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Volunteers Stories

BY DYLAN BOUTOTE/Volunteer Age 16

New Volunteer
I volunteered at a recent picnic at the Veterans Memorial home - Menlo Park in Edison, New Jersey. I enjoyed helping the veterans because it made them happy to see us. My cousin and I took orders, gave out food and also served drinks. Famous Dave’s Legendary Barbeque catered great food the veterans enjoyed. The ribs were particularly good and most people ate them.

The American Red Cross is a great opportunity to help people. You will be proud of yourself if you volunteer.



A Perfect Summer Day for a Veterans Picnic
This past summer I coordinated a picnic for seventy Veterans at the Lyons VA Hospital in New Jersey. The day was warm and sunny, a wonderful August day. The vets arrived at the picnic area on a bus that drove them the short distance from the hospital down the driveway to the picnic grounds. The vets got in line to get their lunch. The menu included BBQ chicken and grilled hamburgers, baked beans, potato salad, a garden salad of fresh Jersey tomatoes and other garden vegetables, sliced watermelon, bushels of Jersey peaches, cakes and cookies, and Root Beer. I watched the veterans move through the line choosing their own lunch plate. It was very comforting to seeing their eyes light up as they saw what was available.

We had fun music playing in the background and vets and volunteers alike were singing along. I walked around and talked to many of the vets. We talked of lazy days gone by. I remember looking across the picnic grounds and I watched as one elderly vet happily ate a fresh peach with the summer sun shining on his face. There were many kind words of thanks and hugs from the veterans before they went back to their rooms. As I watched the vets head back to the hospital, I thought it had been the perfect summer day for them. I was so pleased that the veterans were able to get away from their normal routine and enjoy themselves. For me, the memory of the day is still vivid in my mind and probably will be for a while.


BY VEENA KUMAR/Volunteer Age 17

A Little Goes a Long Way
Of all my memories from summers in India, there is one that particularly stands out. I was walking along the dusty roads to a supermarket, and noticed that there was a line of beggars that stretched from the door to the other side of the building. Frail women stood with their babies, clasping their hands for money. Old men with canes hobbled to the front and reached desperately for the customers who nonchalantly went about their business. One grappled for my arm -- I pulled it back, stunned. “Please…money…” he pleaded. Feeling extremely uncomfortable, I handed him a 10 rupee note (about 20 cents) and ran into the store. When I came out, I was surprised to see that he was still there, and had been singing my praises the whole time. His eyes gleamed with hope and optimism.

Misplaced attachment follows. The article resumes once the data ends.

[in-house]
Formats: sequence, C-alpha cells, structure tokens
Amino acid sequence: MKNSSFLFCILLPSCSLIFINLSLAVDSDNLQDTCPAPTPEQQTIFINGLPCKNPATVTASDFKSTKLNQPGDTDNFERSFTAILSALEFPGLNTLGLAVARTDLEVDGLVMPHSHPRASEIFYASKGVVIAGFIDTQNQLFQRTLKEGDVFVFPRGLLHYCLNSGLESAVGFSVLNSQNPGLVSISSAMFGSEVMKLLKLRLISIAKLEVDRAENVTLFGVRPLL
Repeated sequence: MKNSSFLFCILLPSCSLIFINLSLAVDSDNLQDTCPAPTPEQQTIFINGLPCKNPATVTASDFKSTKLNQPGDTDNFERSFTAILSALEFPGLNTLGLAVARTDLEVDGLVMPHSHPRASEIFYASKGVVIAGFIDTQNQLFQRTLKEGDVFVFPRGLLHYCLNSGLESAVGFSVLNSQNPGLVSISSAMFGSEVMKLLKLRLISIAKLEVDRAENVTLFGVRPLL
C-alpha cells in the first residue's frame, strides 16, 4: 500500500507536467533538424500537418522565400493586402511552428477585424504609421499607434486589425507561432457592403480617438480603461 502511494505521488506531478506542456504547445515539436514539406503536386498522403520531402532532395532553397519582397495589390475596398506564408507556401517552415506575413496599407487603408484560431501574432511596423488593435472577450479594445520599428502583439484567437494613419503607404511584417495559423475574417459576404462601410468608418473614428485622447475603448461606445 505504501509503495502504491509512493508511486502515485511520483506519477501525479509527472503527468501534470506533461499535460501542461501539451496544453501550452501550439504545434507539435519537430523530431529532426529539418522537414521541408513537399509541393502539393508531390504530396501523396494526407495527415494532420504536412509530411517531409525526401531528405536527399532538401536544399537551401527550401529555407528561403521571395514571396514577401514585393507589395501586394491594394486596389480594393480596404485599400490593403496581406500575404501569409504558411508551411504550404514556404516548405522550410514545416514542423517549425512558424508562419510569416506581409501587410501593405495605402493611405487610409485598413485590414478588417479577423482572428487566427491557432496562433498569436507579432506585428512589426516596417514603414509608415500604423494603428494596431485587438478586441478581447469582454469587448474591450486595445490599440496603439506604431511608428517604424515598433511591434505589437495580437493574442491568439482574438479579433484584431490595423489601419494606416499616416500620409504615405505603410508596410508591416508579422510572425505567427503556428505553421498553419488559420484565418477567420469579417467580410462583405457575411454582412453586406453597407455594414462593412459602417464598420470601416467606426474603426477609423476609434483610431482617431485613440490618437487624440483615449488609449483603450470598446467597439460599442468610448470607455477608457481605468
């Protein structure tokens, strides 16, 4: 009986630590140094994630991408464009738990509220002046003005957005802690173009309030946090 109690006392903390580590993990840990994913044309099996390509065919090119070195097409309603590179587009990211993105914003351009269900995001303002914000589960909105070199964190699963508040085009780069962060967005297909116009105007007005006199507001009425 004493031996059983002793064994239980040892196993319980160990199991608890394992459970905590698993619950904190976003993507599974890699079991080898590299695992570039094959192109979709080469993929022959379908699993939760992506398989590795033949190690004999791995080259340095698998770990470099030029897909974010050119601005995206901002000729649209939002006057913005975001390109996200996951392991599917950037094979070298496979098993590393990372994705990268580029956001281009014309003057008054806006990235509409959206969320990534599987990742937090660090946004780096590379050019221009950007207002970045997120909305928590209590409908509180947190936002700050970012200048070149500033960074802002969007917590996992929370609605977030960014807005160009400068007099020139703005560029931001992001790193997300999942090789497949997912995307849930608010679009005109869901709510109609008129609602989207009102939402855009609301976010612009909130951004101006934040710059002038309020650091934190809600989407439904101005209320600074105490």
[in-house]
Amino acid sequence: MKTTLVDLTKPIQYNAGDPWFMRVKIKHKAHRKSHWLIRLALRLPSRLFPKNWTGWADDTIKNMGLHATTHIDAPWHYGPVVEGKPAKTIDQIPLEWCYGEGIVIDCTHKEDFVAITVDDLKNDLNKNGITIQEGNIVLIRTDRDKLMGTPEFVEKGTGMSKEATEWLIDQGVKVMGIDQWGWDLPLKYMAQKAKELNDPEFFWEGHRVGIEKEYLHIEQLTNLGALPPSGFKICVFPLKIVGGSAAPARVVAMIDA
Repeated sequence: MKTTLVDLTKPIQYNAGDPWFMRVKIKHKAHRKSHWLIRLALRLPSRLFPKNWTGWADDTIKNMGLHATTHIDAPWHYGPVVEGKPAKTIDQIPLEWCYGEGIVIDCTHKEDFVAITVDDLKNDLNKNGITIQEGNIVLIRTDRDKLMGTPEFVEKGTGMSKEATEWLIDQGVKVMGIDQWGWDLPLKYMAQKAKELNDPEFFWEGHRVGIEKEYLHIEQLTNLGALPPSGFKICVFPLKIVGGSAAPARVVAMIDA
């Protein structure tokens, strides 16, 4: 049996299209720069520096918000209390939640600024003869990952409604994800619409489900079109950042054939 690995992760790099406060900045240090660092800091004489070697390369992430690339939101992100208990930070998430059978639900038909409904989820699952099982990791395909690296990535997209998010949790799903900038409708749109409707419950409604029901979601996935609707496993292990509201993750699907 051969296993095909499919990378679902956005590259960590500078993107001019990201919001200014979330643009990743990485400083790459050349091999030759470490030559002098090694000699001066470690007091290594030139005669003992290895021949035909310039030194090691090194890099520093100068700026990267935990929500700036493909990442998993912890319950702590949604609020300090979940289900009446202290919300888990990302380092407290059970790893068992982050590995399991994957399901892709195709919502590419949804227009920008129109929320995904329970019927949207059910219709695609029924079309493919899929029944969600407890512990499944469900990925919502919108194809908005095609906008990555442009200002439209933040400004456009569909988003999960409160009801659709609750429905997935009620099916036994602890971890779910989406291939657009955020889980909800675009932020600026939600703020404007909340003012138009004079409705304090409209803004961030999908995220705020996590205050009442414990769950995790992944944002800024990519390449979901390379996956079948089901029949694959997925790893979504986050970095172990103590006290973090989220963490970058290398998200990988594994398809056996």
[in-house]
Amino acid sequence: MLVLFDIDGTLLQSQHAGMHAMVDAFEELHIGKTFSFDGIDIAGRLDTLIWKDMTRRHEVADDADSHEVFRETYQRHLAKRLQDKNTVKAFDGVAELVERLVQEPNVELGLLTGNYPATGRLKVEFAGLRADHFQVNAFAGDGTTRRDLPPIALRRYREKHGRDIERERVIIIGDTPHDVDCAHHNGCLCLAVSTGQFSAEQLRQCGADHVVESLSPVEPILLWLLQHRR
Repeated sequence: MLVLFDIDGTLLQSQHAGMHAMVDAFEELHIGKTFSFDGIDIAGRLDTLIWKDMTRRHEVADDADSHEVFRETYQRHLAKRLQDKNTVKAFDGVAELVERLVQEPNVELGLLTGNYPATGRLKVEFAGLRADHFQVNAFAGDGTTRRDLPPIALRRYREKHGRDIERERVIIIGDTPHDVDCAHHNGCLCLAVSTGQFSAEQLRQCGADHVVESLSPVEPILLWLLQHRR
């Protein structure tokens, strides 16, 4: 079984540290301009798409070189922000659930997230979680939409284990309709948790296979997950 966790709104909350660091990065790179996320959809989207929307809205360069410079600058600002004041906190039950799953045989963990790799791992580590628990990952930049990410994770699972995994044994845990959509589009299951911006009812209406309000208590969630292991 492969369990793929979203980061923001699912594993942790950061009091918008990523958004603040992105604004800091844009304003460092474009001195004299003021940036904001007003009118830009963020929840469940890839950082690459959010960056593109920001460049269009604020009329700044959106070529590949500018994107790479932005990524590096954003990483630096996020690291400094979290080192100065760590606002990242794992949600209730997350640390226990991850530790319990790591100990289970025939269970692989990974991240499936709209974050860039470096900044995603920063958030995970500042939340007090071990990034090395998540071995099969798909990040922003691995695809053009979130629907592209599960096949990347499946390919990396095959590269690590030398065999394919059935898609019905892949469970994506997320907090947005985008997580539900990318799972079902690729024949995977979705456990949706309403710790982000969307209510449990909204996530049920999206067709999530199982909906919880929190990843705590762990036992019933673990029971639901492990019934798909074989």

Whenever I work with the Red Cross, I always remember that story. Red Cross helps millions of poor and sick people survive through programs such as Meals on Wheels, Disaster Relief and Preparation, and Blood Drives. My role at the Red Cross deals mostly with administrative aspects -- for example, organizing and sending out blood drive schedules, working at blood drives, inputting satisfaction surveys for Red Cross programs onto the web site, and calling inactive volunteers to update the database. However, I know that although it may not seem like much, the small things I do make a difference. People in the Central Jersey area who want to donate blood first look at my schedules. Even when I make calls to update the database, I am saving the Red Cross hundreds of dollars that might have been sent mailing letters to inactive volunteers. Instead, the money goes to implement new, life-saving programs.

It is in this way that I am able to help my community. If I could make an impact in the life of a beggar by giving him 20 cents, imagine the impact I have by dedicating my time to Red Cross -- an organization which helps millions on a daily basis. This is why I work at Red Cross.


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